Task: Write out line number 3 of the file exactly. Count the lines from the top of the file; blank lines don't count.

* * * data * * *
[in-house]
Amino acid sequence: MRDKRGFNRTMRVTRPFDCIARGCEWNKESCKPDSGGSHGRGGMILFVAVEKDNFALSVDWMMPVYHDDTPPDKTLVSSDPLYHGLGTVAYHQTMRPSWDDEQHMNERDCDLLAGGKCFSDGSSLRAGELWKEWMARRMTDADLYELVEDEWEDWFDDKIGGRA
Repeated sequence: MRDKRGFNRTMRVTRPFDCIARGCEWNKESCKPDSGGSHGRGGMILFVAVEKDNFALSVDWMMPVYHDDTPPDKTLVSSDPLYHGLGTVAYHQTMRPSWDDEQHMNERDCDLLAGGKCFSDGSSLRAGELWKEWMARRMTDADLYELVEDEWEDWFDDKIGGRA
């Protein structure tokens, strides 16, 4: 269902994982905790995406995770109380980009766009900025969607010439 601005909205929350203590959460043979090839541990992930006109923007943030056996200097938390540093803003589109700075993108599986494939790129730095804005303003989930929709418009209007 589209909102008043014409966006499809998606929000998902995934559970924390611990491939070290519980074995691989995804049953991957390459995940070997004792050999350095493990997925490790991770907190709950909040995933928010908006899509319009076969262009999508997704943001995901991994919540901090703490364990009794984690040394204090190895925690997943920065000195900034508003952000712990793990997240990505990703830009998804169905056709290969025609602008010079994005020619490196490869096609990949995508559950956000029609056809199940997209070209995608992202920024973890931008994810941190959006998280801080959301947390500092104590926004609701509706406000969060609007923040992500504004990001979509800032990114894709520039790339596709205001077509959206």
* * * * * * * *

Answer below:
Repeated sequence: MRDKRGFNRTMRVTRPFDCIARGCEWNKESCKPDSGGSHGRGGMILFVAVEKDNFALSVDWMMPVYHDDTPPDKTLVSSDPLYHGLGTVAYHQTMRPSWDDEQHMNERDCDLLAGGKCFSDGSSLRAGELWKEWMARRMTDADLYELVEDEWEDWFDDKIGGRA